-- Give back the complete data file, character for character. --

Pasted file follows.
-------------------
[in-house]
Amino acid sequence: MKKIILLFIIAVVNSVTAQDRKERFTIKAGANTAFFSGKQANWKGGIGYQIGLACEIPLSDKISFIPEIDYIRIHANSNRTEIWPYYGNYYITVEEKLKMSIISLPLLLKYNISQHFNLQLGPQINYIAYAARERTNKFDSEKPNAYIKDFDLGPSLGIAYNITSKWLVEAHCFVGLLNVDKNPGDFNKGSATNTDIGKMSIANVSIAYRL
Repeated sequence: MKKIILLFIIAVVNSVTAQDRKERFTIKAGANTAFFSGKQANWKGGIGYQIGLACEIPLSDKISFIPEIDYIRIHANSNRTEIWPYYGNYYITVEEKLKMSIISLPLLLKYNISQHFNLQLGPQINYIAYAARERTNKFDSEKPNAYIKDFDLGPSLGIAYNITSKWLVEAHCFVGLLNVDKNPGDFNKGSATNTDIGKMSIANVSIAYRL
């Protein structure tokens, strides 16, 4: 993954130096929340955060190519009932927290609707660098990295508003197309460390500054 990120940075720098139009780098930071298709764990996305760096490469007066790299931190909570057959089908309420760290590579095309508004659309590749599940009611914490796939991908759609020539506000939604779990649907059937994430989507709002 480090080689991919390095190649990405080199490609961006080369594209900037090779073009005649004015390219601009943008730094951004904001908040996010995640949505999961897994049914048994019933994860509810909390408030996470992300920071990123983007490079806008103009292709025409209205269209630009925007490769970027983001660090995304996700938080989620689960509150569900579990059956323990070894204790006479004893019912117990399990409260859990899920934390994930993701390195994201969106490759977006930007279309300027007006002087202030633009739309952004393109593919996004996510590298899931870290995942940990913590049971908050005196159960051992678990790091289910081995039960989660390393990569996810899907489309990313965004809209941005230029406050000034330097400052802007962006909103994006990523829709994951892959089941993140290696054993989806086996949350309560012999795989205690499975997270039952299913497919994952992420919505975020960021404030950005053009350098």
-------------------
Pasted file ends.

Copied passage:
[in-house]
Amino acid sequence: MKKIILLFIIAVVNSVTAQDRKERFTIKAGANTAFFSGKQANWKGGIGYQIGLACEIPLSDKISFIPEIDYIRIHANSNRTEIWPYYGNYYITVEEKLKMSIISLPLLLKYNISQHFNLQLGPQINYIAYAARERTNKFDSEKPNAYIKDFDLGPSLGIAYNITSKWLVEAHCFVGLLNVDKNPGDFNKGSATNTDIGKMSIANVSIAYRL
Repeated sequence: MKKIILLFIIAVVNSVTAQDRKERFTIKAGANTAFFSGKQANWKGGIGYQIGLACEIPLSDKISFIPEIDYIRIHANSNRTEIWPYYGNYYITVEEKLKMSIISLPLLLKYNISQHFNLQLGPQINYIAYAARERTNKFDSEKPNAYIKDFDLGPSLGIAYNITSKWLVEAHCFVGLLNVDKNPGDFNKGSATNTDIGKMSIANVSIAYRL
């Protein structure tokens, strides 16, 4: 993954130096929340955060190519009932927290609707660098990295508003197309460390500054 990120940075720098139009780098930071298709764990996305760096490469007066790299931190909570057959089908309420760290590579095309508004659309590749599940009611914490796939991908759609020539506000939604779990649907059937994430989507709002 480090080689991919390095190649990405080199490609961006080369594209900037090779073009005649004015390219601009943008730094951004904001908040996010995640949505999961897994049914048994019933994860509810909390408030996470992300920071990123983007490079806008103009292709025409209205269209630009925007490769970027983001660090995304996700938080989620689960509150569900579990059956323990070894204790006479004893019912117990399990409260859990899920934390994930993701390195994201969106490759977006930007279309300027007006002087202030633009739309952004393109593919996004996510590298899931870290995942940990913590049971908050005196159960051992678990790091289910081995039960989660390393990569996810899907489309990313965004809209941005230029406050000034330097400052802007962006909103994006990523829709994951892959089941993140290696054993989806086996949350309560012999795989205690499975997270039952299913497919994952992420919505975020960021404030950005053009350098």